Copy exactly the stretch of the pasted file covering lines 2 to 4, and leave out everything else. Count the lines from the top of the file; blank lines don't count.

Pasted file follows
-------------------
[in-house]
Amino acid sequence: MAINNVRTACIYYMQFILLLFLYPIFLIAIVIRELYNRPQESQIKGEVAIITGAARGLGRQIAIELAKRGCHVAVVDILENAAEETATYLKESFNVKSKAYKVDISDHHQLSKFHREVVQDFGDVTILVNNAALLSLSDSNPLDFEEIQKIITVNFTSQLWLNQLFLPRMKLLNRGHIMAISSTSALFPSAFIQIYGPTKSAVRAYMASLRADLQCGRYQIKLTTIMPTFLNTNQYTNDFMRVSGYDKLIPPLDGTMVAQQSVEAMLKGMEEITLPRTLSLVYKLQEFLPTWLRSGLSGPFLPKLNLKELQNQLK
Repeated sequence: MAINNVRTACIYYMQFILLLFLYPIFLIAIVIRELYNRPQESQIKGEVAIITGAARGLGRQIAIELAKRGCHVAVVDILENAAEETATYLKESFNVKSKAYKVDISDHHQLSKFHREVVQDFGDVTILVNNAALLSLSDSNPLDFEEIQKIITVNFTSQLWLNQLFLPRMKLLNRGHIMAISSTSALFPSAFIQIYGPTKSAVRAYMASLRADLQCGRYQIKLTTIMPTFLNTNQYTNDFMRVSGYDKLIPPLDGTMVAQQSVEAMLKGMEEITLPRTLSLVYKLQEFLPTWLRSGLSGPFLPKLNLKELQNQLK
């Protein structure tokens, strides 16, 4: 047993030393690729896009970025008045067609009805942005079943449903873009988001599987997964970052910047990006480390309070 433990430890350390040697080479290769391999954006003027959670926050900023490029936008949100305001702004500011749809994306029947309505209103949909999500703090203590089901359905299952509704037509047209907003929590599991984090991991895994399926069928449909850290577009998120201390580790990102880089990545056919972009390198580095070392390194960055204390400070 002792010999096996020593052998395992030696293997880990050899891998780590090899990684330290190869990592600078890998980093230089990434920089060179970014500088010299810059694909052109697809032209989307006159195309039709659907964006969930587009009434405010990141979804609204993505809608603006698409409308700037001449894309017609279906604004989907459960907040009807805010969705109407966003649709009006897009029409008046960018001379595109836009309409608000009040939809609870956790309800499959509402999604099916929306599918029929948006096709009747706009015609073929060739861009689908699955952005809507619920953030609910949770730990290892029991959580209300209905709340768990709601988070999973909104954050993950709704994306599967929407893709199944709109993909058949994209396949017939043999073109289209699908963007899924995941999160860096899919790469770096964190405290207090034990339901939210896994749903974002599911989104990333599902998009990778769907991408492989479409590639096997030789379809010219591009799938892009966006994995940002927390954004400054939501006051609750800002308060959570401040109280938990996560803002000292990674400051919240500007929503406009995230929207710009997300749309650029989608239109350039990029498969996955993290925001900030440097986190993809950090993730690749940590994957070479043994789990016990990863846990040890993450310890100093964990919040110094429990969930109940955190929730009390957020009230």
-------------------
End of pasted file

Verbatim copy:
Amino acid sequence: MAINNVRTACIYYMQFILLLFLYPIFLIAIVIRELYNRPQESQIKGEVAIITGAARGLGRQIAIELAKRGCHVAVVDILENAAEETATYLKESFNVKSKAYKVDISDHHQLSKFHREVVQDFGDVTILVNNAALLSLSDSNPLDFEEIQKIITVNFTSQLWLNQLFLPRMKLLNRGHIMAISSTSALFPSAFIQIYGPTKSAVRAYMASLRADLQCGRYQIKLTTIMPTFLNTNQYTNDFMRVSGYDKLIPPLDGTMVAQQSVEAMLKGMEEITLPRTLSLVYKLQEFLPTWLRSGLSGPFLPKLNLKELQNQLK
Repeated sequence: MAINNVRTACIYYMQFILLLFLYPIFLIAIVIRELYNRPQESQIKGEVAIITGAARGLGRQIAIELAKRGCHVAVVDILENAAEETATYLKESFNVKSKAYKVDISDHHQLSKFHREVVQDFGDVTILVNNAALLSLSDSNPLDFEEIQKIITVNFTSQLWLNQLFLPRMKLLNRGHIMAISSTSALFPSAFIQIYGPTKSAVRAYMASLRADLQCGRYQIKLTTIMPTFLNTNQYTNDFMRVSGYDKLIPPLDGTMVAQQSVEAMLKGMEEITLPRTLSLVYKLQEFLPTWLRSGLSGPFLPKLNLKELQNQLK
């Protein structure tokens, strides 16, 4: 047993030393690729896009970025008045067609009805942005079943449903873009988001599987997964970052910047990006480390309070 433990430890350390040697080479290769391999954006003027959670926050900023490029936008949100305001702004500011749809994306029947309505209103949909999500703090203590089901359905299952509704037509047209907003929590599991984090991991895994399926069928449909850290577009998120201390580790990102880089990545056919972009390198580095070392390194960055204390400070 002792010999096996020593052998395992030696293997880990050899891998780590090899990684330290190869990592600078890998980093230089990434920089060179970014500088010299810059694909052109697809032209989307006159195309039709659907964006969930587009009434405010990141979804609204993505809608603006698409409308700037001449894309017609279906604004989907459960907040009807805010969705109407966003649709009006897009029409008046960018001379595109836009309409608000009040939809609870956790309800499959509402999604099916929306599918029929948006096709009747706009015609073929060739861009689908699955952005809507619920953030609910949770730990290892029991959580209300209905709340768990709601988070999973909104954050993950709704994306599967929407893709199944709109993909058949994209396949017939043999073109289209699908963007899924995941999160860096899919790469770096964190405290207090034990339901939210896994749903974002599911989104990333599902998009990778769907991408492989479409590639096997030789379809010219591009799938892009966006994995940002927390954004400054939501006051609750800002308060959570401040109280938990996560803002000292990674400051919240500007929503406009995230929207710009997300749309650029989608239109350039990029498969996955993290925001900030440097986190993809950090993730690749940590994957070479043994789990016990990863846990040890993450310890100093964990919040110094429990969930109940955190929730009390957020009230």